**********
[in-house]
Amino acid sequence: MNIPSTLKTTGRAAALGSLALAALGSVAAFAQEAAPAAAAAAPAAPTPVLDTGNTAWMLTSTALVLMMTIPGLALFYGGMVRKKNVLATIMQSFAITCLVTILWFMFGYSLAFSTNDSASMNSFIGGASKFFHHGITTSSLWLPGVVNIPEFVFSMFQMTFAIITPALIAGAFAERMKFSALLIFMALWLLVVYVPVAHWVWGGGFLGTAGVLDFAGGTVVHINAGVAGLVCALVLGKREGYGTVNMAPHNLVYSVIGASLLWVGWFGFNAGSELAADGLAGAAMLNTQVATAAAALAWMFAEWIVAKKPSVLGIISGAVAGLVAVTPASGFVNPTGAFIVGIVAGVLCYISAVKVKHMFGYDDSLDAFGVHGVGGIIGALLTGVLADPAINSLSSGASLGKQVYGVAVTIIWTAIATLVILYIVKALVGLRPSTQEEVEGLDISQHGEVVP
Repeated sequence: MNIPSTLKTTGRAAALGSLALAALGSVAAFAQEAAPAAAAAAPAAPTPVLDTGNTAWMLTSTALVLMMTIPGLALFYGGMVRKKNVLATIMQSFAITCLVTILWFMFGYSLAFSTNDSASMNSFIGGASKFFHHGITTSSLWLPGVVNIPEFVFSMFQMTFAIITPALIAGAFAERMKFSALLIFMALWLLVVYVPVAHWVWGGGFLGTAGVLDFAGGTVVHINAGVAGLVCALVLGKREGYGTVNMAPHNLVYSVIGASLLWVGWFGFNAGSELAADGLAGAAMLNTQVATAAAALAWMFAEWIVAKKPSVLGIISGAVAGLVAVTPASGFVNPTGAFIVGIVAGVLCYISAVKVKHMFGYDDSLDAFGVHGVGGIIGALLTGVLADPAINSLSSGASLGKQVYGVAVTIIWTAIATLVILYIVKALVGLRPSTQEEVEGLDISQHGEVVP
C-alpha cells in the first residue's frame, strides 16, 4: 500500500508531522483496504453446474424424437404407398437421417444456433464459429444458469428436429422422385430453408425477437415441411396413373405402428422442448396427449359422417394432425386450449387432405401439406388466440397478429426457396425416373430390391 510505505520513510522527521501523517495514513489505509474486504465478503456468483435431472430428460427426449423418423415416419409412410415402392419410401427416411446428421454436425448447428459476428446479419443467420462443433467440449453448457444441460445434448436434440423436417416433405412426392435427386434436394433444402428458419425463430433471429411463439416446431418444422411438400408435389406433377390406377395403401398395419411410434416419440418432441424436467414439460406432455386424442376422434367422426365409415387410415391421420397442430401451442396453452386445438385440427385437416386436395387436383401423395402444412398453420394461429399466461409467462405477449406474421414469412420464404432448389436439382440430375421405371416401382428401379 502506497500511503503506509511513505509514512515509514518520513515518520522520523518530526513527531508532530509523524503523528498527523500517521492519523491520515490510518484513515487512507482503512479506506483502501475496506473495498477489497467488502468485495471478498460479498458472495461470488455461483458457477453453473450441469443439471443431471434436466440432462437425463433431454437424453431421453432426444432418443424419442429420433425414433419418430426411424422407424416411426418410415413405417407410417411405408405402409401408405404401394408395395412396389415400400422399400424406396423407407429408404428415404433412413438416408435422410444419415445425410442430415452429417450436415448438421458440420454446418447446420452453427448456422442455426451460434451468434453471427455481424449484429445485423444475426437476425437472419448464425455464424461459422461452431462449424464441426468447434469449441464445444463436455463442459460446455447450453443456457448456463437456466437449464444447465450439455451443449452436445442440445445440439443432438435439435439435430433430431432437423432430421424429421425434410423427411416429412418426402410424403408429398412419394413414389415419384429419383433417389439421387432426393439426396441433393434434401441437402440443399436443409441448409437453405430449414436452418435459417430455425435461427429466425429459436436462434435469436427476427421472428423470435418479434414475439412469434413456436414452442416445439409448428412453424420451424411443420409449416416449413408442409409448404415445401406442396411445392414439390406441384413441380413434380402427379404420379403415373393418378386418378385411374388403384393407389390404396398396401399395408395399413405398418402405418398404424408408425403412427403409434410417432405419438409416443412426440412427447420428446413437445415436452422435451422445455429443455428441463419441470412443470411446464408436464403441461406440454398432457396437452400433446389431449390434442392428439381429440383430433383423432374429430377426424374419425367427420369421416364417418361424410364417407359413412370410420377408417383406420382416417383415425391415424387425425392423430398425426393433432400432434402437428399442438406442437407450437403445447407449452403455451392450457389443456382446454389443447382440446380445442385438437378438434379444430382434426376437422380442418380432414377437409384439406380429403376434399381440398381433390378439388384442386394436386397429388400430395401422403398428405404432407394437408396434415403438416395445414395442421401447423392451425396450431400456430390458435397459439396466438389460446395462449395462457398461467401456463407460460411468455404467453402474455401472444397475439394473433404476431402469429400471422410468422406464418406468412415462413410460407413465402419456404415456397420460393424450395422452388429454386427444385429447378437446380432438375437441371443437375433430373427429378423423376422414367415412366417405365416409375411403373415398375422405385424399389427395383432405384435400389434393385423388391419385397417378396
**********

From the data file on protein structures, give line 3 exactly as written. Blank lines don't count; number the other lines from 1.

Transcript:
Repeated sequence: MNIPSTLKTTGRAAALGSLALAALGSVAAFAQEAAPAAAAAAPAAPTPVLDTGNTAWMLTSTALVLMMTIPGLALFYGGMVRKKNVLATIMQSFAITCLVTILWFMFGYSLAFSTNDSASMNSFIGGASKFFHHGITTSSLWLPGVVNIPEFVFSMFQMTFAIITPALIAGAFAERMKFSALLIFMALWLLVVYVPVAHWVWGGGFLGTAGVLDFAGGTVVHINAGVAGLVCALVLGKREGYGTVNMAPHNLVYSVIGASLLWVGWFGFNAGSELAADGLAGAAMLNTQVATAAAALAWMFAEWIVAKKPSVLGIISGAVAGLVAVTPASGFVNPTGAFIVGIVAGVLCYISAVKVKHMFGYDDSLDAFGVHGVGGIIGALLTGVLADPAINSLSSGASLGKQVYGVAVTIIWTAIATLVILYIVKALVGLRPSTQEEVEGLDISQHGEVVP